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# Diploma in Civil Engineering [EC110]

## Semester Dec 2015-April 2016

UiTM
Faculty of Civil Engineering

## ECS258 - LAB REPORT (CO4: PO4)

LAB : LAB : DATE :
NO. TITLE
LEVEL OF OPENNESS :
GROUP MEMBERS
NO. NAME STUDENT SIGNATURE REMARK
NO.

## ASSESSMENT OF THE LAB ACTIVITIES

NO. ELEMENT TO ASSESS STUDENT
1 2 3 4 5
INDIVIDUAL IN-LAB ACTIVITIES
1 PUNCTUALITIY
2 DISCIPLINE (DRESS CODE,SAFETY SHOES,SAFETY
REGULATIONS)
3 KNOWLEDGE ON OPEN ENDED LABORATORY
GROUP IN-LAB ACTIVITIES
5 COMMUNICATION
6 ORGANISATION/TEAMWORK
LAB REPORT
7 INTRODUCTION
8 BASIC CONCEPTS
9 SUMMARY OF PROCEDURES/ METHODS
10 ANALYSIS AND INTERPRETATION OF DATA
11 DISCUSSION OF RESULT
12 CONCLUSION

LECTURERS SIGNATURE:

THE REPORT MUST BE SUBMITTED 1 WEEK AFTER THE COMPLETION OF THE LAB.
Diploma in Civil Engineering [EC110]
Semester Dec 2015-April 2016

1.0 OBJECTIVE
To determine the relationship between the applied torque and the angle of twist and hence
obtain the shear modulus.

2.0 THEORY
In many situations, we need to design members that will subject to rotating and twisting
actions. Twisting moments about the longitudinal axis of a member are termed torque and torsion
members are found in many types of structures. Consider a solid circular rod of diameter D and
length L is fixed at A and free at B. The rod is subjected to a twisting moment or torsion, T at the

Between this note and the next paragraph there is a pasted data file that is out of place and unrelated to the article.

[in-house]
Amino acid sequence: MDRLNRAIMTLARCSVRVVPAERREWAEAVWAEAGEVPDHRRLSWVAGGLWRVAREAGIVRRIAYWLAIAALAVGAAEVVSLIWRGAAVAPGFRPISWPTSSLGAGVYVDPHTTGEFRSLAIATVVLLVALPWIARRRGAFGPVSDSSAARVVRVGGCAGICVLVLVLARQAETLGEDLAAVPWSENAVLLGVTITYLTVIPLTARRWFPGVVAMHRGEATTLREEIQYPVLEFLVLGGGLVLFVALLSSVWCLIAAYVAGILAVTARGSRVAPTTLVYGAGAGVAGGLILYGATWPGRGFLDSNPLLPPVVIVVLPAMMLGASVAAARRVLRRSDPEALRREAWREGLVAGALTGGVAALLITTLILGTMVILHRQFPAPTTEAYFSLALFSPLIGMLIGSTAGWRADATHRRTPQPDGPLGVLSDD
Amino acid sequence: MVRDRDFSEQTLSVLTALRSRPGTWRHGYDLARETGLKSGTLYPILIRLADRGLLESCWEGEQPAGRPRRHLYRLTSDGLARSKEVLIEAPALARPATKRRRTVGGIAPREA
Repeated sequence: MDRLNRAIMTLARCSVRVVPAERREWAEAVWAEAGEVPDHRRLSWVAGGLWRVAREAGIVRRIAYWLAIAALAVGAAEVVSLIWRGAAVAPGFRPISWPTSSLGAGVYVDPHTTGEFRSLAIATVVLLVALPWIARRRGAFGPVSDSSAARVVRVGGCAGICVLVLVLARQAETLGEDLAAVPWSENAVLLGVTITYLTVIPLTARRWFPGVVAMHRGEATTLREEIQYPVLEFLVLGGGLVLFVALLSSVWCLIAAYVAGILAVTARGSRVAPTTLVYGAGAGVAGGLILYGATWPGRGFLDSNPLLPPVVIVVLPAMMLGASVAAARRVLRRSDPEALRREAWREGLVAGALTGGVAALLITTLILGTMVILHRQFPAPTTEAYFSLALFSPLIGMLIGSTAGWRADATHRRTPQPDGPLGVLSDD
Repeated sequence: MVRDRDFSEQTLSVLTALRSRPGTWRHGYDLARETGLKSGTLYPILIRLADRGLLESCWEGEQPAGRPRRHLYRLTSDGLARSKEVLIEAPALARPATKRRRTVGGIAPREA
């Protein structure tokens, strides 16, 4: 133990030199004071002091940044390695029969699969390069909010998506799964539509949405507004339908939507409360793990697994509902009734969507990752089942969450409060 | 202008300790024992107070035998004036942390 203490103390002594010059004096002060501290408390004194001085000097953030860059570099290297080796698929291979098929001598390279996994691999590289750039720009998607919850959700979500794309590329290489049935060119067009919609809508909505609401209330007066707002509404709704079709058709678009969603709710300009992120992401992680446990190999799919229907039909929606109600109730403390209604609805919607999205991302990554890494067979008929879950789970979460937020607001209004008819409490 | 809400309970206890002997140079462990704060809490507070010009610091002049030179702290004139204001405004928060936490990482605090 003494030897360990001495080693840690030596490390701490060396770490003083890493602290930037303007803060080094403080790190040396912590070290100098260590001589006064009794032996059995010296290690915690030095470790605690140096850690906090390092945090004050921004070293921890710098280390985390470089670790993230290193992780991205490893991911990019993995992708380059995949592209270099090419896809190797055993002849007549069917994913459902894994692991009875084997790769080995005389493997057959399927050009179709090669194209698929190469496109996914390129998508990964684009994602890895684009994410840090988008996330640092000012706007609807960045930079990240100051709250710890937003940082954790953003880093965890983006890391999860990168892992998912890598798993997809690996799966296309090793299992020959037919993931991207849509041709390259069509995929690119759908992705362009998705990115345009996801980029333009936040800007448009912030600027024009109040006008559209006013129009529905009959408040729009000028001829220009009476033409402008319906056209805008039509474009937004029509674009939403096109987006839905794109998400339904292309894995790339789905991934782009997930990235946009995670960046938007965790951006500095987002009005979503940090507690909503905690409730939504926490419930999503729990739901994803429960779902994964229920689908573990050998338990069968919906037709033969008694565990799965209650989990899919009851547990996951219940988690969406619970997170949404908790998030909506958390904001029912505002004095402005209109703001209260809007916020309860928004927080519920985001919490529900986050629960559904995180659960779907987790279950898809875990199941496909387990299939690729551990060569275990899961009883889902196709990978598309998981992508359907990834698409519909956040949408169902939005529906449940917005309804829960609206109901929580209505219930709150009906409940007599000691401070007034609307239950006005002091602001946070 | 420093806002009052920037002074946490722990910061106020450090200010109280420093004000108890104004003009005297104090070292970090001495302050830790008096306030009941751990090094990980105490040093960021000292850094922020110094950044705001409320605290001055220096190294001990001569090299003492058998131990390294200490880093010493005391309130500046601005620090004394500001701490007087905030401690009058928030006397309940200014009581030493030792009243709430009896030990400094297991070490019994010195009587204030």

free end. This called pure torsion, since no bending or direct stress is involved. A gauge device
attached by bolts gives the angle of twist on the rod as the torque is applied. The torque twist data is
used to compute the shear strain and the stress on the rod. From the shear stress shear strain
relational curve, the shearing modulus of rigidity could be calculated, as well as the proportionality
limit and the yield limit for each applied torques.
Diploma in Civil Engineering [EC110]
Semester Dec 2015-April 2016

where

= D4/32

## L = Length of the rod (mm)

Diploma in Civil Engineering [EC110]
Semester Dec 2015-April 2016

Take

T/J = G/L

G = GJ/L x . Eq 2

## 3.0 PROBLEM STATEMENT

In many situations, we need to design members that will subject to rotating and twisting actions.
Twisting moments about the longitudinal axis of a member are termed torques and torsion members
are found in many types of structures. As a group you will be given a solid circular rod and the
appropriate apparatus available in the laboratory to compute the shear modulus of a structural material
such as steel, aluminium and etc.

4.0 APPARATUS

## Figure 3.3: Torsion test apparatus

Diploma in Civil Engineering [EC110]
Semester Dec 2015-April 2016

4.0 PROCEDURE
1. Measured the diameter of the rod with a vernier caliper and length with a scale of three
2. Fixed rod between the fixed end and the head assembly with the clutch torque chuck jaws.
3. Established the deflection angle of the rod, that known as the gage length.
4. Used a clamp fixed in the end, turned chuck to fix the original position after the specimen was
gripped at both ends and the mounting cost to be in place.
5. Set the vernier to zero on a scale of A and B.
6. Used the load (say 3N) to each hanger load and deflection angle of each vernier reading A and
B.